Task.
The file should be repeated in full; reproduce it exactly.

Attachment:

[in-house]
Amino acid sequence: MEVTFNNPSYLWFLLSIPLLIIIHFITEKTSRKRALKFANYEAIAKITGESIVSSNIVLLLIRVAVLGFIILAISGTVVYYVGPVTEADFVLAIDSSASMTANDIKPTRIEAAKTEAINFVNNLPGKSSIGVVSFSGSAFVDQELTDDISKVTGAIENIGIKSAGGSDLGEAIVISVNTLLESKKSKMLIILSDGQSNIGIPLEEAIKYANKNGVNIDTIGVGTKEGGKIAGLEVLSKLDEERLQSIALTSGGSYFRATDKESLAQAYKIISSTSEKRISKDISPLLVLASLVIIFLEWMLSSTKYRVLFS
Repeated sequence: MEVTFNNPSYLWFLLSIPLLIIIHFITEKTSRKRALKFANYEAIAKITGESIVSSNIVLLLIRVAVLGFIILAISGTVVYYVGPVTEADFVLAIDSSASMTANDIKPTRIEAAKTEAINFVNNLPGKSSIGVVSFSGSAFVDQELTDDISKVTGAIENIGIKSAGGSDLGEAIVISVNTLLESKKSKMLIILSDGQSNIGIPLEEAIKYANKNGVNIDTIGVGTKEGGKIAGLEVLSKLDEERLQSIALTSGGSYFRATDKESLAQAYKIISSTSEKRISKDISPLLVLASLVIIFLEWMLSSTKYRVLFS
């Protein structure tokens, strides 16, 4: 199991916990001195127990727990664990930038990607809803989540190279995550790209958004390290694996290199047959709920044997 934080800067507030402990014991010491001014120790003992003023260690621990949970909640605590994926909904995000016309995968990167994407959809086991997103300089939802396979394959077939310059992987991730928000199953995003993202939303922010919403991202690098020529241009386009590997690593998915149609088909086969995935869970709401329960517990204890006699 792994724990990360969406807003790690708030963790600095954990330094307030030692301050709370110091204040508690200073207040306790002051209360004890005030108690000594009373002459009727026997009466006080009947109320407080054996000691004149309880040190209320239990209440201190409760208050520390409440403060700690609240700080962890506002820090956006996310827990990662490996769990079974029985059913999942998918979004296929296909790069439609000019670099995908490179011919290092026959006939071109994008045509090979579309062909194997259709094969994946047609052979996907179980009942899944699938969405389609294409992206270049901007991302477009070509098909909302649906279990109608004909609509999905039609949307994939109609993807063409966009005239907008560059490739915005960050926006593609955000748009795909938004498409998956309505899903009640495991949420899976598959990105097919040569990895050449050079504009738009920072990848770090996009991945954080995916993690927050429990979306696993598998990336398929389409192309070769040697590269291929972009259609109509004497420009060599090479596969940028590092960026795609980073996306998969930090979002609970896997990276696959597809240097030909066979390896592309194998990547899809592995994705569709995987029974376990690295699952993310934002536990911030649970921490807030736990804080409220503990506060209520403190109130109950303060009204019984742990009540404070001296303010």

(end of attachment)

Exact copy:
[in-house]
Amino acid sequence: MEVTFNNPSYLWFLLSIPLLIIIHFITEKTSRKRALKFANYEAIAKITGESIVSSNIVLLLIRVAVLGFIILAISGTVVYYVGPVTEADFVLAIDSSASMTANDIKPTRIEAAKTEAINFVNNLPGKSSIGVVSFSGSAFVDQELTDDISKVTGAIENIGIKSAGGSDLGEAIVISVNTLLESKKSKMLIILSDGQSNIGIPLEEAIKYANKNGVNIDTIGVGTKEGGKIAGLEVLSKLDEERLQSIALTSGGSYFRATDKESLAQAYKIISSTSEKRISKDISPLLVLASLVIIFLEWMLSSTKYRVLFS
Repeated sequence: MEVTFNNPSYLWFLLSIPLLIIIHFITEKTSRKRALKFANYEAIAKITGESIVSSNIVLLLIRVAVLGFIILAISGTVVYYVGPVTEADFVLAIDSSASMTANDIKPTRIEAAKTEAINFVNNLPGKSSIGVVSFSGSAFVDQELTDDISKVTGAIENIGIKSAGGSDLGEAIVISVNTLLESKKSKMLIILSDGQSNIGIPLEEAIKYANKNGVNIDTIGVGTKEGGKIAGLEVLSKLDEERLQSIALTSGGSYFRATDKESLAQAYKIISSTSEKRISKDISPLLVLASLVIIFLEWMLSSTKYRVLFS
């Protein structure tokens, strides 16, 4: 199991916990001195127990727990664990930038990607809803989540190279995550790209958004390290694996290199047959709920044997 934080800067507030402990014991010491001014120790003992003023260690621990949970909640605590994926909904995000016309995968990167994407959809086991997103300089939802396979394959077939310059992987991730928000199953995003993202939303922010919403991202690098020529241009386009590997690593998915149609088909086969995935869970709401329960517990204890006699 792994724990990360969406807003790690708030963790600095954990330094307030030692301050709370110091204040508690200073207040306790002051209360004890005030108690000594009373002459009727026997009466006080009947109320407080054996000691004149309880040190209320239990209440201190409760208050520390409440403060700690609240700080962890506002820090956006996310827990990662490996769990079974029985059913999942998918979004296929296909790069439609000019670099995908490179011919290092026959006939071109994008045509090979579309062909194997259709094969994946047609052979996907179980009942899944699938969405389609294409992206270049901007991302477009070509098909909302649906279990109608004909609509999905039609949307994939109609993807063409966009005239907008560059490739915005960050926006593609955000748009795909938004498409998956309505899903009640495991949420899976598959990105097919040569990895050449050079504009738009920072990848770090996009991945954080995916993690927050429990979306696993598998990336398929389409192309070769040697590269291929972009259609109509004497420009060599090479596969940028590092960026795609980073996306998969930090979002609970896997990276696959597809240097030909066979390896592309194998990547899809592995994705569709995987029974376990690295699952993310934002536990911030649970921490807030736990804080409220503990506060209520403190109130109950303060009204019984742990009540404070001296303010």